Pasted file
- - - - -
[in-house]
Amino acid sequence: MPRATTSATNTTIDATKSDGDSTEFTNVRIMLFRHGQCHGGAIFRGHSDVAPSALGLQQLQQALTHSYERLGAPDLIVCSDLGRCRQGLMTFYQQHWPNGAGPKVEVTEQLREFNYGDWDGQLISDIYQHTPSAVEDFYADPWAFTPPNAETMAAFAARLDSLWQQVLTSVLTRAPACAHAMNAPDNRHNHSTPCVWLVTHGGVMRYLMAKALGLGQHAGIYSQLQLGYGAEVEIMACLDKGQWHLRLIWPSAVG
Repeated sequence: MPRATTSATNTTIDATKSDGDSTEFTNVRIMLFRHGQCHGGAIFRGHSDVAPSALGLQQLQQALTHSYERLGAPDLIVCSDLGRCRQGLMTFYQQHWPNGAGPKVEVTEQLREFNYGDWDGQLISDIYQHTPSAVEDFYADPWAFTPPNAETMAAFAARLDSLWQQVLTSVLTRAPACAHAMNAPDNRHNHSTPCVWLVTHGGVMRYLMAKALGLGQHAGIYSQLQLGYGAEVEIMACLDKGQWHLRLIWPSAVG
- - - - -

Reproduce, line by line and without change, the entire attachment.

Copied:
[in-house]
Amino acid sequence: MPRATTSATNTTIDATKSDGDSTEFTNVRIMLFRHGQCHGGAIFRGHSDVAPSALGLQQLQQALTHSYERLGAPDLIVCSDLGRCRQGLMTFYQQHWPNGAGPKVEVTEQLREFNYGDWDGQLISDIYQHTPSAVEDFYADPWAFTPPNAETMAAFAARLDSLWQQVLTSVLTRAPACAHAMNAPDNRHNHSTPCVWLVTHGGVMRYLMAKALGLGQHAGIYSQLQLGYGAEVEIMACLDKGQWHLRLIWPSAVG
Repeated sequence: MPRATTSATNTTIDATKSDGDSTEFTNVRIMLFRHGQCHGGAIFRGHSDVAPSALGLQQLQQALTHSYERLGAPDLIVCSDLGRCRQGLMTFYQQHWPNGAGPKVEVTEQLREFNYGDWDGQLISDIYQHTPSAVEDFYADPWAFTPPNAETMAAFAARLDSLWQQVLTSVLTRAPACAHAMNAPDNRHNHSTPCVWLVTHGGVMRYLMAKALGLGQHAGIYSQLQLGYGAEVEIMACLDKGQWHLRLIWPSAVG